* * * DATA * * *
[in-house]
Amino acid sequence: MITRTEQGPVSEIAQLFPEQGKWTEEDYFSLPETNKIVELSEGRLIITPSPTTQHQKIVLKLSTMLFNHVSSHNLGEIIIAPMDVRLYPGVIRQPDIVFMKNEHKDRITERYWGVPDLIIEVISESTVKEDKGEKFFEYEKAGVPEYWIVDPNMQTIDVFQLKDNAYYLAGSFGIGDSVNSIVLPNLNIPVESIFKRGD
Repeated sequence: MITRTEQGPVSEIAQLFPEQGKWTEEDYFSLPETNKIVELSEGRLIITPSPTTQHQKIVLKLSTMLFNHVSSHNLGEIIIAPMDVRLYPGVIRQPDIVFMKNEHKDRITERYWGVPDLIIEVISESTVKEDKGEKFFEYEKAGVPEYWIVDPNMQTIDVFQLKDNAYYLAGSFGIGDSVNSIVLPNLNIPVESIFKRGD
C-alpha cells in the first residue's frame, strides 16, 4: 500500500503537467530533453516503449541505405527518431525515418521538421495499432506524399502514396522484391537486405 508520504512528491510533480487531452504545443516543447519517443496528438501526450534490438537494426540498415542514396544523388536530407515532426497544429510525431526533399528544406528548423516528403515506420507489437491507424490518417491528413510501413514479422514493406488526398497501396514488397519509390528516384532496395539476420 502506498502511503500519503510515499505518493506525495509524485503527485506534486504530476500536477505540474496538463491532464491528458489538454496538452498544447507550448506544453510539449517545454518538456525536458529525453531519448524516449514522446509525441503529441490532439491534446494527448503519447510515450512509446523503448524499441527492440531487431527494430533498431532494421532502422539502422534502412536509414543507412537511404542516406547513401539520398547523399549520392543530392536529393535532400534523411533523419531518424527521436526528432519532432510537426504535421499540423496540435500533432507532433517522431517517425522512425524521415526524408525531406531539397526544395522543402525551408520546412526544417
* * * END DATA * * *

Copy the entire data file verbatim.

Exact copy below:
[in-house]
Amino acid sequence: MITRTEQGPVSEIAQLFPEQGKWTEEDYFSLPETNKIVELSEGRLIITPSPTTQHQKIVLKLSTMLFNHVSSHNLGEIIIAPMDVRLYPGVIRQPDIVFMKNEHKDRITERYWGVPDLIIEVISESTVKEDKGEKFFEYEKAGVPEYWIVDPNMQTIDVFQLKDNAYYLAGSFGIGDSVNSIVLPNLNIPVESIFKRGD
Repeated sequence: MITRTEQGPVSEIAQLFPEQGKWTEEDYFSLPETNKIVELSEGRLIITPSPTTQHQKIVLKLSTMLFNHVSSHNLGEIIIAPMDVRLYPGVIRQPDIVFMKNEHKDRITERYWGVPDLIIEVISESTVKEDKGEKFFEYEKAGVPEYWIVDPNMQTIDVFQLKDNAYYLAGSFGIGDSVNSIVLPNLNIPVESIFKRGD
C-alpha cells in the first residue's frame, strides 16, 4: 500500500503537467530533453516503449541505405527518431525515418521538421495499432506524399502514396522484391537486405 508520504512528491510533480487531452504545443516543447519517443496528438501526450534490438537494426540498415542514396544523388536530407515532426497544429510525431526533399528544406528548423516528403515506420507489437491507424490518417491528413510501413514479422514493406488526398497501396514488397519509390528516384532496395539476420 502506498502511503500519503510515499505518493506525495509524485503527485506534486504530476500536477505540474496538463491532464491528458489538454496538452498544447507550448506544453510539449517545454518538456525536458529525453531519448524516449514522446509525441503529441490532439491534446494527448503519447510515450512509446523503448524499441527492440531487431527494430533498431532494421532502422539502422534502412536509414543507412537511404542516406547513401539520398547523399549520392543530392536529393535532400534523411533523419531518424527521436526528432519532432510537426504535421499540423496540435500533432507532433517522431517517425522512425524521415526524408525531406531539397526544395522543402525551408520546412526544417